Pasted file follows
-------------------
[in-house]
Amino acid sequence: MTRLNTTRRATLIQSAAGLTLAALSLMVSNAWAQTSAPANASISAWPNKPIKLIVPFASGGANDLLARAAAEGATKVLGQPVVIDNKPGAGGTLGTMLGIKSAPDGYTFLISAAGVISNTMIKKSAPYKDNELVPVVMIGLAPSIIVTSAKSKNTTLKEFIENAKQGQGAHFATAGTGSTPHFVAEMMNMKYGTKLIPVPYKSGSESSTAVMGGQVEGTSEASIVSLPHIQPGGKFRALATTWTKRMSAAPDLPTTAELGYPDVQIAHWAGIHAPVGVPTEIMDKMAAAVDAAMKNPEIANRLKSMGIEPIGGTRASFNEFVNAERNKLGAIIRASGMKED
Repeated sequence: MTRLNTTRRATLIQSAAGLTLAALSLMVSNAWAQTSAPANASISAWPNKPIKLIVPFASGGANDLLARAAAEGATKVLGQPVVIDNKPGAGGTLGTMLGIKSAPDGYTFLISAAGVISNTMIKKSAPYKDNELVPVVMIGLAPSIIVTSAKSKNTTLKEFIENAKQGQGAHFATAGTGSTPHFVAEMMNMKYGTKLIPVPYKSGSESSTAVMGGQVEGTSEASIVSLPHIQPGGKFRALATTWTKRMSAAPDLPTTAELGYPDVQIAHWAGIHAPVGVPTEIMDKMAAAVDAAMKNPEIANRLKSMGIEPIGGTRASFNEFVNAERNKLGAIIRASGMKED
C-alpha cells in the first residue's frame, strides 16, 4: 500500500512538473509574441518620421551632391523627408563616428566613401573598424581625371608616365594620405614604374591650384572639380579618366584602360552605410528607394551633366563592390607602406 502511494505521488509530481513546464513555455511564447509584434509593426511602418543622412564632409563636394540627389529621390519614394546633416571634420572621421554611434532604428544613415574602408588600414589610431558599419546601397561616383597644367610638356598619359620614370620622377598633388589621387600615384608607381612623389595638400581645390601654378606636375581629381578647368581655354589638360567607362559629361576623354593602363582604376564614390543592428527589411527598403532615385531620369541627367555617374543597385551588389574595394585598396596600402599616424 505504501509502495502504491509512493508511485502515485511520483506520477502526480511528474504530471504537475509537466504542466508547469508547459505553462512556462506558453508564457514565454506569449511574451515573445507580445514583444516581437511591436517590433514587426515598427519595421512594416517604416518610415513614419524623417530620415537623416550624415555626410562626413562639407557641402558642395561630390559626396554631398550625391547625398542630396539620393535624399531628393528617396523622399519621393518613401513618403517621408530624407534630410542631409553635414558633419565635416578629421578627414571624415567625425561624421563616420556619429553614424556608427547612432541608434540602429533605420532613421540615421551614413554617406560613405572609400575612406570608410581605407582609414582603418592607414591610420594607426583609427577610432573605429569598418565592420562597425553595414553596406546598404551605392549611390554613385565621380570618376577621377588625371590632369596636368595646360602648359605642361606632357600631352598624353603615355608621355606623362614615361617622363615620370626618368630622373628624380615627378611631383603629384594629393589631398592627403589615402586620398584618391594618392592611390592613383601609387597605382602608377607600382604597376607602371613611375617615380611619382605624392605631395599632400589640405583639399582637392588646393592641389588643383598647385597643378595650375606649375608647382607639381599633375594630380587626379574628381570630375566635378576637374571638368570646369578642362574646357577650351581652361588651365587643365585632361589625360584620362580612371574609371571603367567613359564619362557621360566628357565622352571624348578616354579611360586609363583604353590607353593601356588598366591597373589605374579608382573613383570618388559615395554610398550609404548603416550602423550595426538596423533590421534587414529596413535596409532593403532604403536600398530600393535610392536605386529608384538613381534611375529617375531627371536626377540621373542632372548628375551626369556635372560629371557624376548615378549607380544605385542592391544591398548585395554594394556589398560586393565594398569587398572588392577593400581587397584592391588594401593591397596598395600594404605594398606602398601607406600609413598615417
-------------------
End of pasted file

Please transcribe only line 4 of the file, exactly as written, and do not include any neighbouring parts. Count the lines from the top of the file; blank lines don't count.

C-alpha cells in the first residue's frame, strides 16, 4: 500500500512538473509574441518620421551632391523627408563616428566613401573598424581625371608616365594620405614604374591650384572639380579618366584602360552605410528607394551633366563592390607602406 502511494505521488509530481513546464513555455511564447509584434509593426511602418543622412564632409563636394540627389529621390519614394546633416571634420572621421554611434532604428544613415574602408588600414589610431558599419546601397561616383597644367610638356598619359620614370620622377598633388589621387600615384608607381612623389595638400581645390601654378606636375581629381578647368581655354589638360567607362559629361576623354593602363582604376564614390543592428527589411527598403532615385531620369541627367555617374543597385551588389574595394585598396596600402599616424 505504501509502495502504491509512493508511485502515485511520483506520477502526480511528474504530471504537475509537466504542466508547469508547459505553462512556462506558453508564457514565454506569449511574451515573445507580445514583444516581437511591436517590433514587426515598427519595421512594416517604416518610415513614419524623417530620415537623416550624415555626410562626413562639407557641402558642395561630390559626396554631398550625391547625398542630396539620393535624399531628393528617396523622399519621393518613401513618403517621408530624407534630410542631409553635414558633419565635416578629421578627414571624415567625425561624421563616420556619429553614424556608427547612432541608434540602429533605420532613421540615421551614413554617406560613405572609400575612406570608410581605407582609414582603418592607414591610420594607426583609427577610432573605429569598418565592420562597425553595414553596406546598404551605392549611390554613385565621380570618376577621377588625371590632369596636368595646360602648359605642361606632357600631352598624353603615355608621355606623362614615361617622363615620370626618368630622373628624380615627378611631383603629384594629393589631398592627403589615402586620398584618391594618392592611390592613383601609387597605382602608377607600382604597376607602371613611375617615380611619382605624392605631395599632400589640405583639399582637392588646393592641389588643383598647385597643378595650375606649375608647382607639381599633375594630380587626379574628381570630375566635378576637374571638368570646369578642362574646357577650351581652361588651365587643365585632361589625360584620362580612371574609371571603367567613359564619362557621360566628357565622352571624348578616354579611360586609363583604353590607353593601356588598366591597373589605374579608382573613383570618388559615395554610398550609404548603416550602423550595426538596423533590421534587414529596413535596409532593403532604403536600398530600393535610392536605386529608384538613381534611375529617375531627371536626377540621373542632372548628375551626369556635372560629371557624376548615378549607380544605385542592391544591398548585395554594394556589398560586393565594398569587398572588392577593400581587397584592391588594401593591397596598395600594404605594398606602398601607406600609413598615417